On this warm late August night local artists presenting in the Milwaukee Artist Showcase at the Brumder Mansion, organized by Brittany Farina and Sara Risley, upstaged the regularly scheduled programming.
Shari Solheim’s photography affects a visceral response, using contrast and ambiguous focal points to accentuate the mysteries hidden in her frames. Presenting images revealing the Humanity of the Moment the Brumder Mansion’s Speak Easy accommodated Solhiem’s subjects in time frozen, mostly in black and white exposures. Solheim has a knack for the gritty, capturing heart felt candor and angst blurred against life’s thin veil of reality and mental anguish.
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Extraordinarily sized blooming flowers spanned several sprawling canvases. Digital design impressario and musician Mike Magestro lent artistic prowess to Brumder Mansion’s art night, sharing tragically emotional brush strokes that together formed viewing perspectives normally only created when holding a flower close, as if to gain the aroma.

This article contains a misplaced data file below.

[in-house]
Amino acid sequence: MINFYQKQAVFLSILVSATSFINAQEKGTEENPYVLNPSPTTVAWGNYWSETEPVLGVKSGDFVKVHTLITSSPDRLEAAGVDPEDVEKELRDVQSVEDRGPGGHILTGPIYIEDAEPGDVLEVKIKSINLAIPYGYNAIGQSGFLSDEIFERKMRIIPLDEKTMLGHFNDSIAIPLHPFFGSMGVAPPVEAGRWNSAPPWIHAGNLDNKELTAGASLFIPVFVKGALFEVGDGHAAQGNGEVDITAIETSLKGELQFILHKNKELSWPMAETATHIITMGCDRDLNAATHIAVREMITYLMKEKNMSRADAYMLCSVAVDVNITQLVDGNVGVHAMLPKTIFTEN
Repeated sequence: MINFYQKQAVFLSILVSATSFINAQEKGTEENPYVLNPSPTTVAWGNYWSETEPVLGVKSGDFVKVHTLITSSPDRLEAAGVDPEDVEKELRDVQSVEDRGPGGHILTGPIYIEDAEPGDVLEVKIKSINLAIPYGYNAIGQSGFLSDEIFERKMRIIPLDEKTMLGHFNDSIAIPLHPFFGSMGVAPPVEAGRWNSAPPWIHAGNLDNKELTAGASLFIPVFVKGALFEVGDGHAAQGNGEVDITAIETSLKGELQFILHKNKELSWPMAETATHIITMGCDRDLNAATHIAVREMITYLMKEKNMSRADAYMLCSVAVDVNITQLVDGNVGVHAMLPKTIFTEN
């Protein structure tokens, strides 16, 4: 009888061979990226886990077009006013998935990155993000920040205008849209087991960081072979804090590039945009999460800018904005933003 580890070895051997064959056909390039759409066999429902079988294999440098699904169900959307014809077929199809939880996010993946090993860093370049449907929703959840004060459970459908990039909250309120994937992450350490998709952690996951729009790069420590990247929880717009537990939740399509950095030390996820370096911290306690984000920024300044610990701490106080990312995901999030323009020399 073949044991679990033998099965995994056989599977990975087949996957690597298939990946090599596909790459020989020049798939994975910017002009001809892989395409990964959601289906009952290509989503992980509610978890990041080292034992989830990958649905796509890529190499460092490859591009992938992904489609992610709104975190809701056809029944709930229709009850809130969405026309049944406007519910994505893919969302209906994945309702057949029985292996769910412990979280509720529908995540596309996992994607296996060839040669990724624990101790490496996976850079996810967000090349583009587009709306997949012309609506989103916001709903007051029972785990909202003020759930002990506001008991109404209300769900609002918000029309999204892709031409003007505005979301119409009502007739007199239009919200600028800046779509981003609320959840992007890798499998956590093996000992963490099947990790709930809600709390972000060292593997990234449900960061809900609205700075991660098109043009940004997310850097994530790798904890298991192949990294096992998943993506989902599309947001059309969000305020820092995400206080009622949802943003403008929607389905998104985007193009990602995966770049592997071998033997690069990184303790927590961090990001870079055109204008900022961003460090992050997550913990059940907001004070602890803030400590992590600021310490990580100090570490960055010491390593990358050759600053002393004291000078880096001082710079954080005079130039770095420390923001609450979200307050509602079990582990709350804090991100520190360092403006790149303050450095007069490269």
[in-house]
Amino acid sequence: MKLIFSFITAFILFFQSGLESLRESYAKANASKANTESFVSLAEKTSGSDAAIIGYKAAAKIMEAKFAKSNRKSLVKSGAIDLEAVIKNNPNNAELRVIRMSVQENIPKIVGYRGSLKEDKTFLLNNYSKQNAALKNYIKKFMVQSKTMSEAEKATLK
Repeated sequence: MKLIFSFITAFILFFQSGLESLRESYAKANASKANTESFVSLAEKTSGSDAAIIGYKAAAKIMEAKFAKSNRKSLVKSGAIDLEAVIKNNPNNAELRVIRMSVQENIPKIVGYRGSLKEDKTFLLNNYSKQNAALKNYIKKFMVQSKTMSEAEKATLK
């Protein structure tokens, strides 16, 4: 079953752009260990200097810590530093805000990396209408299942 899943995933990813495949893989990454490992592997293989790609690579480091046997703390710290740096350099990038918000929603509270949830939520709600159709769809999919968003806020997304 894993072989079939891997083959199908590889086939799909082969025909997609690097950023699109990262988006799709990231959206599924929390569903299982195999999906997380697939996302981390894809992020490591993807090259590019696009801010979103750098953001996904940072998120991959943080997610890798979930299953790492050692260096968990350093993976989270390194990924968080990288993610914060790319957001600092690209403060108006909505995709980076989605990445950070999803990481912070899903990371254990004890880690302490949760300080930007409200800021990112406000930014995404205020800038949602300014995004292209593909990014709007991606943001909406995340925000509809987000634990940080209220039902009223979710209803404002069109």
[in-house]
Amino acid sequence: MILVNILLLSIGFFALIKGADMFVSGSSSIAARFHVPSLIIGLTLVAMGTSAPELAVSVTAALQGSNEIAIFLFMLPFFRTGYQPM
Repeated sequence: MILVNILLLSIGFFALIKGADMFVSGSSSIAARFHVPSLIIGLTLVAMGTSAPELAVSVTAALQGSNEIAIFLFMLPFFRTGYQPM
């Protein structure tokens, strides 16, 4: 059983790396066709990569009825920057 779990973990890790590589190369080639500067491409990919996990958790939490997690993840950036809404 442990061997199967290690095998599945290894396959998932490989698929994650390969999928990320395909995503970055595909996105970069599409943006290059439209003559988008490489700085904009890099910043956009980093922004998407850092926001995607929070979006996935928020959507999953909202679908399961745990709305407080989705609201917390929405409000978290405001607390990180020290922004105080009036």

Paintings of large flowers made famous by Georgia O’Keefe tended toward perfection. Magestro tends toward creating expressions, as the cycles and effort needed to open all the plant’s petals found their way into his finished works. Bringing cohesion to the pieces, layered backgrounds with vertical lines and blended hues leave the flowering forms unguided, yet subtly influenced.
Bringing business personas to life for a who’s who of local establishments (double-click on the Polaroid image, brilliant), Magestro founded MindSpike Design as full range graphic design and marketing information space. In the visual arts as well, Magestro demonstrates that his talent can find its way without getting lost.
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Local Trolley 2011 Honors!, http://wp.me/p1hPwN-13I
A Commentary Brightly
In the main foyer of the Brumder Mansion, Amanda Iglinski popped art creations, that would strike any alternative medium user’s fascination. Fluorescent tones combined, outlined by a glaze of black spray paint, the stenciled images gesture, wink, and pose for the canvas.